Radio amateurs have a proud history of providing communications during times of emergency. Some choose to volunteer directly and serve agencies’ communications needs, like the American Red Cross, Salvation Army, or local and state emergency management. But the majority participate through the Amateur Radio Emergency Service. ARES® is comprised of licensed amateurs who have voluntarily registered their qualifications and equipment with their local ARES leadership for communications duty in the public service when disaster strikes. Since the 1930s, ARES members have responded to local, regional and national disasters, including: the attacks of September 11, 2001 in New York City; the central Massachusetts ice storms in December, 2008; and communications support at Cape Cod shelters in March, 2018.
Amateur Radio Emergency Service® (ARES)
Every licensed amateur, regardless of membership in ARRL or any other local or national organization is eligible to apply for membership in ARES. Training may be required or desired to participate fully in ARES. Because ARES is an Amateur Radio program, only licensed radio amateurs are eligible for membership. The possession of emergency-powered equipment is desirable, but is not a requirement for membership.
ARES in Eastern Massachusetts
Eastern Massachusetts ARES serves 190 communities in eight counties east of the Worcester County line from the New Hampshire state border to Cape Cod and the Islands. The organization maintains a liaison with the Massachusetts Emergency Management Agency through its Radio Amateur Civil Emergency Services (RACES) program as well as the National Weather Service Taunton Office’s SKYWARN™ program.
ARES members have distinguished themselves in service to the Taunton office of the National Weather Service through its SKYWARN program, and have a proven track record providing communications support at marathons and public events. They hold periodic training workshops, along with regular on-air nets.
How Do I Get Involved?
It’s easy to apply. You should reside in Eastern Massachusetts but other residents of the Commonwealth are also welcome, particularly if you live near the Worcester County line. Additionally, due to a reciprocal agreement with New Hampshire ARES we are accepting memberships from New Hampshire.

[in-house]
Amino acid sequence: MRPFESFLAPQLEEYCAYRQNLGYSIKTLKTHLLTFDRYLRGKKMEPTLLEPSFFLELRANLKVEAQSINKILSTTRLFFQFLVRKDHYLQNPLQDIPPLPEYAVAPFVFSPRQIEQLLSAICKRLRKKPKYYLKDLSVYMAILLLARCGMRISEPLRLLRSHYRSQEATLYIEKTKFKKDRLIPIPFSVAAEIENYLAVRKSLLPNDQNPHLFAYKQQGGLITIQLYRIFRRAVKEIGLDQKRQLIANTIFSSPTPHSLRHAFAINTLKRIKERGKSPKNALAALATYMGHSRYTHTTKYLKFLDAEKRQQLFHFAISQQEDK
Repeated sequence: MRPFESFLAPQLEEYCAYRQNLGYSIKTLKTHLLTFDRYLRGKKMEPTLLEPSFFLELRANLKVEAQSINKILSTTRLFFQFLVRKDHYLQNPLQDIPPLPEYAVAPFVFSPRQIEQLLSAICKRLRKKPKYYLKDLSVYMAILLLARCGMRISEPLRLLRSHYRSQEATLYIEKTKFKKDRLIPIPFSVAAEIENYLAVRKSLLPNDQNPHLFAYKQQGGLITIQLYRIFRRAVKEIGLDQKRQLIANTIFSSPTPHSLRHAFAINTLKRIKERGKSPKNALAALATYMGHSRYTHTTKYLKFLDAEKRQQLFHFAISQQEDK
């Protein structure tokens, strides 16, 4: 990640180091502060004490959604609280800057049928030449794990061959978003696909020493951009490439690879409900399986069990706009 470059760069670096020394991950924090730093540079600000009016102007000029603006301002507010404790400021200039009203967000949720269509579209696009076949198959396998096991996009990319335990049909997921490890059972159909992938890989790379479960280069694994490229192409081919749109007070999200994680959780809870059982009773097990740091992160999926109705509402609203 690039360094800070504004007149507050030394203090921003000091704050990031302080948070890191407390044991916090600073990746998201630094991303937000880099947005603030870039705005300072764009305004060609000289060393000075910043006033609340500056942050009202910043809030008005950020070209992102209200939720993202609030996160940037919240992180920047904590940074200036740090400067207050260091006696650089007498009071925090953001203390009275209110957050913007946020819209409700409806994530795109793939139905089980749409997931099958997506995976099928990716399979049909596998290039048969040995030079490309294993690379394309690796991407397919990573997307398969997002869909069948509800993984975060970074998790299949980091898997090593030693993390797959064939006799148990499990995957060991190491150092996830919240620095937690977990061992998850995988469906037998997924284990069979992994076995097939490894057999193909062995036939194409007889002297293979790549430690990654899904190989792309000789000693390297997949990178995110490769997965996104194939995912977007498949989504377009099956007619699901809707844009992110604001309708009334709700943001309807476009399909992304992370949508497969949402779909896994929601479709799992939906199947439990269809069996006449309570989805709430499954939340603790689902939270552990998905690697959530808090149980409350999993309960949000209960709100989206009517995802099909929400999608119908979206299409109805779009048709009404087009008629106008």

Start by visiting the Eastern Massachusetts ARES Online Database and filling out the registration form. We also ask that you fill out the ARES Registration form from ARRL Headquarters and submit it to the Section Emergency Coordinator.
ARES Section Leadership
Section Manager: Tom Walsh, K1TW
Section Emergency Coordinator: Greg Bennett, KC1CIC
Assistant Section Emergency Coordinators:
District Emergency Coordinators:
- Bristol County –Michael Leger, N1YLQ
- Cape & Islands – Frank O’Laughlin, WQ1O
- Cape & Islands ADEC – Dan Howard, K1DYO
- Essex County – Jim Palmer, KB1KQW
- Metro Boston – Marek Kozubal, KB1NCG
- Middlesex – Jim Palmer, KB1KQW
- Middlesex ADEC – Alan H. Martin, W1AHM
- Middlesex ADEC – Darrel Mallory, K1EJ
- Norfolk County – Steve Schwarm, W3EVE
- Plymouth County –Michael Leger, N1YLQ
- (High Frequency Net) – Marc Stern, WA1R
- (Hospital Liaison) –John O’Neill, K1JRO
- (IT/Database) – Phil McNamara, N1XTB
- (Public Safety Agency Liaison) – Mark Duff, KB1EKN
- (Public Safety Agency Liaison) – Blake Haskell, K1BTH
- (RACES Region 1) – Terry Stader, KA8SCP
- (Operations) – Steve Schwarm, W3EVE
- George Allen, N1NBQ
- John C. Benson, N1FLO
- Henry Brown, K1WCC
- Edward A. Caron, KA1RSY
- Robert M. Glorioso, W1IS
- Rob Macedo, KD1CY
- Darrel D. Mallory, K1EJ
- Phil Mc Namara, N1XTB
- Jim Palmer, KB1KQW
- W. D. Rolph, AB1PH
- Steve Schwarm, W3EVE
- Eric Williams, KV1J
- Gardner Winchester, KA1BTK
Public Service Honor Roll
Each month in QST‘s Field Organization Reports column, the Public Service Honor Roll (PSHR) recognizes the efforts of Amateur Radio operators who are active in many aspects of public service. This includes net operations, traffic handling, emergency operations and public service communication support. There are chances that you’re already involved with some aspect of Amateur Radio that would apply to the Public Service Honor Roll (PSHR).
Take a look at these categories and descriptions to see where your Amateur Radio activities fit in. At the end of each calendar month, just add up your qualifying points. If it reaches the 70-point level (or more), you’ve qualified for the Public Service Honor Roll! Report the good news with your call sign and monthly PSHR point total to your ARRL Section Manager or Section Traffic Manager. The ARRL section leaders, in turn, would forward the report onto ARRL Headquarters so that Headquarters staff may prepare these for listing in the Field Organization Reports segment of QST‘. [via http://www.arrl.org]
For additional details, see http://www.arrl.org/public-service-honor-roll.